Poet Biographies

Rudyard Kipling: A Literary Legacy

Rudyard Kipling was an English author and poet who gained popularity for his vivid imagery and masterful storytelling. He became one of the most widely-read writers in the English-speaking world.

Rudyard Kipling Portrait

Rudyard Kipling was an incredibly popular writer during his lifetime and for the years following his death. He was known as a poet, story writer, and novelist. But, his reputation has suffered over recent decades due to readers’ perception of him as a thoughtless imperialist. Today, although some of Rudyard Kipling’s poems and stories are contentious, many readers still enjoy his most famous works, such as Gunga Din,’ ‘Mandalay,’ and The Jungle Book. 

The prodigiously gifted writer was a man of many talents and had a broad literary repertoire. He left a legacy of rich, complex, and technically well-executed work, creating stories and poems for both the young and old.

Life Facts

  • Rudyard Kipling was born in Bombay, India, in December 1865.
  • In 1886, Kipling published his first collection titled “Departmental Ditties.”
  • In the early 1900s, the Kiplings bought an estate in Sussex known as Bateman’s.
  • Kipling’s son John died in France in 1915.
  • He developed an ulcer that eventually led him to take his own life in January 1936.

Interesting Facts

  • Wee Willie Winkie‘ and ‘American Notes‘ were published in the late 1880s and early 1890s.
  • Kipling’s best-known book is ‘The Jungle Book.’
  • After marrying, Kipling and his wife traveled to Canada and Japan.
  • Over the last two decades of his life, he stopped writing literature for children and suffered from health issues.
  • His ashes are interred at Westminster Abbey in Poet’s Corner.

Famous Poems

  • The Gods of Copybook Headings discusses, through the metaphor of a copybook, the malevolent nature of progress and humanity’s eventual return to the basic principles of a good life. Kipling depicts the copybook headings as proven moral points. These are beliefs that humanity returns to again and again. Even when people drift away from the copybook headings, they’re still close to one’s minds. The headings reassert themselves, and the cycle begins again.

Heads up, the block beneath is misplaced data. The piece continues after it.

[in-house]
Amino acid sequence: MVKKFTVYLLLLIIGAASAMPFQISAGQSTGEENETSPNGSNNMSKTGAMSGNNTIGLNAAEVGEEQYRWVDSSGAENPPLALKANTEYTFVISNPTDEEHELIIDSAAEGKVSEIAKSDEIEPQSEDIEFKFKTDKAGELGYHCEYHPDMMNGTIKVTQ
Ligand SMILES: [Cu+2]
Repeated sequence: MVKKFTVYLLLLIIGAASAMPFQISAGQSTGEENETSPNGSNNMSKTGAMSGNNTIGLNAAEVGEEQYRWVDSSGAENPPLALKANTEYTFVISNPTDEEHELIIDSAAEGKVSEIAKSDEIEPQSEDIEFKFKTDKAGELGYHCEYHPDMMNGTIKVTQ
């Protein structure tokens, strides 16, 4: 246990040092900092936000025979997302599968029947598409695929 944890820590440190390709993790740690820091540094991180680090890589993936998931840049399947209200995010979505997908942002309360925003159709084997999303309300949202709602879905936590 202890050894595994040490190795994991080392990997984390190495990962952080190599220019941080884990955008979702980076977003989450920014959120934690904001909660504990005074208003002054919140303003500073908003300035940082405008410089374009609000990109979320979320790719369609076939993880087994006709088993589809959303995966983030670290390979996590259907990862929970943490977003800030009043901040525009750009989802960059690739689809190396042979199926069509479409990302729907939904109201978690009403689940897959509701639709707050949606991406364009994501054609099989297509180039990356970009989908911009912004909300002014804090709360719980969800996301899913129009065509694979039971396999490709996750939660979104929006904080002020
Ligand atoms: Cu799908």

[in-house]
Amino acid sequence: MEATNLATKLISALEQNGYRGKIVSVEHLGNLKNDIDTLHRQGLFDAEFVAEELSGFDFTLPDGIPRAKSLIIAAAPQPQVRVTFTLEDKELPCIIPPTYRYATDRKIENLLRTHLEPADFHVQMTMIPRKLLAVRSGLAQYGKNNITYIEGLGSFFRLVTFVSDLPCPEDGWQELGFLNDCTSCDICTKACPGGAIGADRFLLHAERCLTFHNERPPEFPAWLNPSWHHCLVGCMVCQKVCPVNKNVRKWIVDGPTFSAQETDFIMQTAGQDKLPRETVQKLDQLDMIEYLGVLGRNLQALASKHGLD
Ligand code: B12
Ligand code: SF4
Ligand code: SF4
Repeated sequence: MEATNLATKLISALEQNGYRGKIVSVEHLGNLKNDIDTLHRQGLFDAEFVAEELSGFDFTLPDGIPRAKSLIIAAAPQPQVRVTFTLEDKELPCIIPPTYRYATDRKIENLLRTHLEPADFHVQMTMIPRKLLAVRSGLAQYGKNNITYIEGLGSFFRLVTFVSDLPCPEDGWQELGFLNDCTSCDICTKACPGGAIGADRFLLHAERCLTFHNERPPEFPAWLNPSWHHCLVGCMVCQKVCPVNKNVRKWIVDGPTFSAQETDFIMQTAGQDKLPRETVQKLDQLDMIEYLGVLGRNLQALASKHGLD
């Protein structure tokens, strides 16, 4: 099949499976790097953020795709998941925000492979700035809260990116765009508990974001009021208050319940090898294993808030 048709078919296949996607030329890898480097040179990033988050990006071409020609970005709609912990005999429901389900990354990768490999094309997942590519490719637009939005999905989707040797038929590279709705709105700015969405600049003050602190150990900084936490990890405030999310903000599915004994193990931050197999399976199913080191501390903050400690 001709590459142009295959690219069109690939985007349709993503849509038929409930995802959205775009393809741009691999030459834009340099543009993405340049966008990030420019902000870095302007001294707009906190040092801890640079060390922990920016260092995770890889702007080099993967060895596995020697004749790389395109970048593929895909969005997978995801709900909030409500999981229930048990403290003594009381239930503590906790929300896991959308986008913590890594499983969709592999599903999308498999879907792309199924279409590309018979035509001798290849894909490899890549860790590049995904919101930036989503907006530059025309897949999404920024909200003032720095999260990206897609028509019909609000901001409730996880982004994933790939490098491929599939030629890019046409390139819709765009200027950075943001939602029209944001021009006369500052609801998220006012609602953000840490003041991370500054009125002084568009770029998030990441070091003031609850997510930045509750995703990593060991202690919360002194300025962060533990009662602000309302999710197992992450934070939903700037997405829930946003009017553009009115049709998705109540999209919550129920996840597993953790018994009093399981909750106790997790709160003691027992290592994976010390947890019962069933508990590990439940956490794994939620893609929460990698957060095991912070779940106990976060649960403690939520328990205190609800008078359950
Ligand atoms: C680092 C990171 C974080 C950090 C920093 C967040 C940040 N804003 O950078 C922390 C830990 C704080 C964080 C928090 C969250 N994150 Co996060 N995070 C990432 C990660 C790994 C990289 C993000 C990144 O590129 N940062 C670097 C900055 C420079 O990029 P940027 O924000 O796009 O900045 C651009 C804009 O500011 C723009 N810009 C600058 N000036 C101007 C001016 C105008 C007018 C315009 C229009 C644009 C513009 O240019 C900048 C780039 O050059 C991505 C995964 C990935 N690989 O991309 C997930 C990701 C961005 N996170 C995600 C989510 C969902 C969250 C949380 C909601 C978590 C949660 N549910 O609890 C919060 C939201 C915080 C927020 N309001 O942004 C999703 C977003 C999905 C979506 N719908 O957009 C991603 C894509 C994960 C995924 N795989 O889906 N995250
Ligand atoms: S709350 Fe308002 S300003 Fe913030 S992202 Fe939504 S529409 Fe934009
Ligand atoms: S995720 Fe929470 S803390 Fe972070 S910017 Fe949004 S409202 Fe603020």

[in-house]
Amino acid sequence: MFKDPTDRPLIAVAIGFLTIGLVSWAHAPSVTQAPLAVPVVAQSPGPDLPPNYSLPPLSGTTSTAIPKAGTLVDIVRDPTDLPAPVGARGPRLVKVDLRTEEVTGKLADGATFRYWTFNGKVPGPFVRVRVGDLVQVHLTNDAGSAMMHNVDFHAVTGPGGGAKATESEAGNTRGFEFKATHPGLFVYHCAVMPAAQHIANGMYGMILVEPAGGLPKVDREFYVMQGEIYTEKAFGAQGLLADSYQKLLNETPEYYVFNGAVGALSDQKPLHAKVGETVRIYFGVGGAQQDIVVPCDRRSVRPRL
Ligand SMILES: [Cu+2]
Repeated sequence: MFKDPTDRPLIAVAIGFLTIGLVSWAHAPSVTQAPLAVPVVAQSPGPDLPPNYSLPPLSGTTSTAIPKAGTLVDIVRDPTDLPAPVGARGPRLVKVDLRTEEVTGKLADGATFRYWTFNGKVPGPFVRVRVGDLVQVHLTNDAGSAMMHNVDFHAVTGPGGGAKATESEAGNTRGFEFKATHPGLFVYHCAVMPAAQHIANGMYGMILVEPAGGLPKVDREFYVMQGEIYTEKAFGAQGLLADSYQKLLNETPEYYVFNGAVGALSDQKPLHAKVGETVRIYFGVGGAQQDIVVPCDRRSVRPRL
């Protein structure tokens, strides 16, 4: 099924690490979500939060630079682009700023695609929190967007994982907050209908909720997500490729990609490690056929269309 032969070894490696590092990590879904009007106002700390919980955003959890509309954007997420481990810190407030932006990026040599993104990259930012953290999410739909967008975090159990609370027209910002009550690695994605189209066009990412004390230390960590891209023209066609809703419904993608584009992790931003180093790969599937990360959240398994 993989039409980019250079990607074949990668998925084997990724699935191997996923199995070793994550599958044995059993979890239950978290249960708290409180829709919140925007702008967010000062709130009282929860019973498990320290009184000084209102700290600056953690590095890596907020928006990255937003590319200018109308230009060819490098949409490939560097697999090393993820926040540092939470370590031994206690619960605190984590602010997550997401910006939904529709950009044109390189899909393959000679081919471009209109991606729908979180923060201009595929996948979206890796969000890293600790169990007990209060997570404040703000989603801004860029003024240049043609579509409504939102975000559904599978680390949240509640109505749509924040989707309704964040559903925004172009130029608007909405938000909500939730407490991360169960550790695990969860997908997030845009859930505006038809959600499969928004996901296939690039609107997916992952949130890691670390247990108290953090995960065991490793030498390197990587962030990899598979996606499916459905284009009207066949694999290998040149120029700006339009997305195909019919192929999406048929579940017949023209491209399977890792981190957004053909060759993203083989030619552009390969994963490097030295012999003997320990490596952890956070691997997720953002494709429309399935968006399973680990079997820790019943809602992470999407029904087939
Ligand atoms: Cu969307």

• Gunga Din‘ is told from the perceptive of an English soldier in India. The soldier describes Gunga Din, a water carrier who saves the soldier’s life in battle. Despite his hard work and kindness, Gunga Din is treated terribly by the Englishmen he serves with. He dies after saving the speaker’s life. The soldier concludes that Gunga Din was a far better man than he was.
  • If  is, without a doubt, Kipling’s most famous poem. It is filled with advice from a  father to his son about how to live his life. The “then” portion complements the “If” portion of the poem. A solution follows every scenario. If a reader does, as the speaker has suggested, he declares that they will be set to conquer the world and become a “Man.”
  • The Glory of the Garden‘ is about English gardens and the need to create a perfect space. The poem extolls hard work over laziness and expands the “garden” to include all of England. Throughout, the poet makes sure to emphasize all the hard work that goes into it. This is seen through the “tool-and-potting sheds” and “barrows and the planks.”
  • The Ballad of East and West’ speaks about the life of an Afghan warrior and raider, Kamal. In particular, a series of events in which he takes a horse from an English colonel. The complex story includes various perspectives as the Colonel’s son seeks out Kamal. Kamal tries to reason with the son, telling him that he should not risk his life over a horse. Eventually, the horse returns to the owner of its own accord, and the Colonel’s son gives Kamal a pistol.

Explore more of Rudyard Kipling’s poems here.

Early Life

Rudyard Kipling was born in Bombay, India, in December 1865. His parents were Alice Macdonald and John Lockwood Kipling. His father worked as an artist and Principal and Professor of Architectural Sculpture at Sir Jamsetjee Jeejebhoy School of Art in Bombay.